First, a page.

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Purpose: Product tax is an essential tool for governments, serving both as a revenue generator and fiscal policy instrument. The paper examines short-run and long-run relationships shared by product taxes and economic growth in Nigeria for the period, 1981 to 2019.
Approach/Methodology/Design: The study checks the stationarity properties of the series by testing them for unit roots using Augmented Dickey Fuller (ADF) method and Philip-Perron unit root test. Both unit root tests indicate that the series is stationary at first difference. In view of this, the study deploys a cointegration technique, Engle-Granger two-step procedure to determine the long-run and short-run links shared by the variables of interest. The Error Correction Mechanism (ECM) estimation and the Granger causality estimations for speed of adjustment and causality of the variables were also used.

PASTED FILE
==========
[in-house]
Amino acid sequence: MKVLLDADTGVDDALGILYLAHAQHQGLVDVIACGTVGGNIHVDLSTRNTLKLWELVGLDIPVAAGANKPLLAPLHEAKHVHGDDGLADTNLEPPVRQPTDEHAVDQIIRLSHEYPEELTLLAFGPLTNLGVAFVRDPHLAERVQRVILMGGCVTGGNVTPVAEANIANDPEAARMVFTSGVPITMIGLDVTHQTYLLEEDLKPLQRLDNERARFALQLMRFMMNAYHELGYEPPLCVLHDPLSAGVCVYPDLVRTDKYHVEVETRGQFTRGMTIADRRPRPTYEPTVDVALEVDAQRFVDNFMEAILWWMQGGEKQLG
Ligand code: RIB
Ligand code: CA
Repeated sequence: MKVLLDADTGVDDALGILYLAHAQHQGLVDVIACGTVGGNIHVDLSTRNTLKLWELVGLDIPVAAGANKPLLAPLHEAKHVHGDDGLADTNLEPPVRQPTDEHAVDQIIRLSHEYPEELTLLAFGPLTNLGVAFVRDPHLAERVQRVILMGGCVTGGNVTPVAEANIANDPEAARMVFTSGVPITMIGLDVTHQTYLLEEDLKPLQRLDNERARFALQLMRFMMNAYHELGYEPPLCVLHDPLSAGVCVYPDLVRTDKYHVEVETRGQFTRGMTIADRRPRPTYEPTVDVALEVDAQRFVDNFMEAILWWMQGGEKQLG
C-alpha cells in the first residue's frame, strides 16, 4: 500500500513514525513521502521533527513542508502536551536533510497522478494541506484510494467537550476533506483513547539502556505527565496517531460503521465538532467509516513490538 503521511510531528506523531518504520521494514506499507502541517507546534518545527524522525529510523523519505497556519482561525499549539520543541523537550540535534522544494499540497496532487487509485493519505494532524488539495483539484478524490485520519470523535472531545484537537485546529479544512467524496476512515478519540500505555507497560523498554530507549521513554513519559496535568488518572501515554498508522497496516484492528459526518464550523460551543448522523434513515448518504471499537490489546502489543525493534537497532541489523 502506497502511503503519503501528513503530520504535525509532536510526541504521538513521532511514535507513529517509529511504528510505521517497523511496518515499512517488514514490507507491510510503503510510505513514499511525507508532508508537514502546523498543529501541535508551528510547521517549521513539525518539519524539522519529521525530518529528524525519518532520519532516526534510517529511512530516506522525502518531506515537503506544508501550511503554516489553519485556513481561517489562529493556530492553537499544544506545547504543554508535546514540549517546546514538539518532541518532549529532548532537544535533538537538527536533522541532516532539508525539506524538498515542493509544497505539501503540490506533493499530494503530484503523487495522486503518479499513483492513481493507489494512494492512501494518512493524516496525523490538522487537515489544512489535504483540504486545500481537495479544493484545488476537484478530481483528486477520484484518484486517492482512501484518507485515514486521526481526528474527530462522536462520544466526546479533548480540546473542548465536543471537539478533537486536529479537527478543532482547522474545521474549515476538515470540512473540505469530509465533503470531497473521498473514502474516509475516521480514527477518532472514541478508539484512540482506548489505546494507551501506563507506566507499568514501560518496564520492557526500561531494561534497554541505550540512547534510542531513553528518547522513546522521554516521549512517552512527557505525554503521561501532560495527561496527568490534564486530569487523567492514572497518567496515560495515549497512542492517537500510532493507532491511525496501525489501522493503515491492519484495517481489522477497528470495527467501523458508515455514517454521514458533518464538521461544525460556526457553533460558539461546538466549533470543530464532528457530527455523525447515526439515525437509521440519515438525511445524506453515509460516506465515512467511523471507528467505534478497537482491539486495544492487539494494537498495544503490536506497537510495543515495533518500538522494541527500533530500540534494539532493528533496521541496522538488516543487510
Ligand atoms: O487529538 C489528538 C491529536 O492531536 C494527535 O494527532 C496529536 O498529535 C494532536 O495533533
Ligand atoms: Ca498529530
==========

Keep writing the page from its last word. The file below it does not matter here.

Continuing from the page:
Findings: The results reveal that product tax revenues and economic growth cointegrate in the long-run; while product tax revenues exert a significant positive effect on economic growth both in the short-term and long-term. The outcome of the Error Correction Mechanism (ECM) estimation shows a swift speed of adjustment to a new long-run equilibrium after a shock. The outcome of the Granger causality estimations indicates a uni-directional causality from economic growth to revenues from product taxes.
Practical Implications: This study is significant at this point when the country is facing increasing economic challenges. It will be useful to policy makers who might want to explore the possibility of using product tax as a fiscal policy tool, and a source of revenue to augment the declining revenue of the government from other sources.
Originality/value: The paper explores short-run and long-run relationships shared between product taxes and economic growth in Nigeria using a two-step procedure of Engle and Granger, and it verifies causality link between the later and the former.
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